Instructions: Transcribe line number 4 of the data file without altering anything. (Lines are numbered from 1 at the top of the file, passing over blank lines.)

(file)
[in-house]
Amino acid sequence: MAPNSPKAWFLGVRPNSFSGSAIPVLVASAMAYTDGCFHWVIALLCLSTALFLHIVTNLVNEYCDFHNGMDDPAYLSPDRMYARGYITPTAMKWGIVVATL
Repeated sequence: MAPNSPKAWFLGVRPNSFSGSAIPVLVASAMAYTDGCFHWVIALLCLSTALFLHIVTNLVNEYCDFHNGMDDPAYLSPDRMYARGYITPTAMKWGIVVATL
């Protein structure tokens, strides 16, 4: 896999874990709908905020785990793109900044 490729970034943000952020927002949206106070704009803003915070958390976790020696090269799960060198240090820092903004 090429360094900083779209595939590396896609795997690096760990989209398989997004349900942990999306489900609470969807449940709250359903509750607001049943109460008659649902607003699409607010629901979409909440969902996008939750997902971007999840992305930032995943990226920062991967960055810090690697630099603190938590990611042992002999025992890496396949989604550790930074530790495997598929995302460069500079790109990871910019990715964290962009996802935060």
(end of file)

């Protein structure tokens, strides 16, 4: 896999874990709908905020785990793109900044 490729970034943000952020927002949206106070704009803003915070958390976790020696090269799960060198240090820092903004 090429360094900083779209595939590396896609795997690096760990989209398989997004349900942990999306489900609470969807449940709250359903509750607001049943109460008659649902607003699409607010629901979409909440969902996008939750997902971007999840992305930032995943990226920062991967960055810090690697630099603190938590990611042992002999025992890496396949989604550790930074530790495997598929995302460069500079790109990871910019990715964290962009996802935060």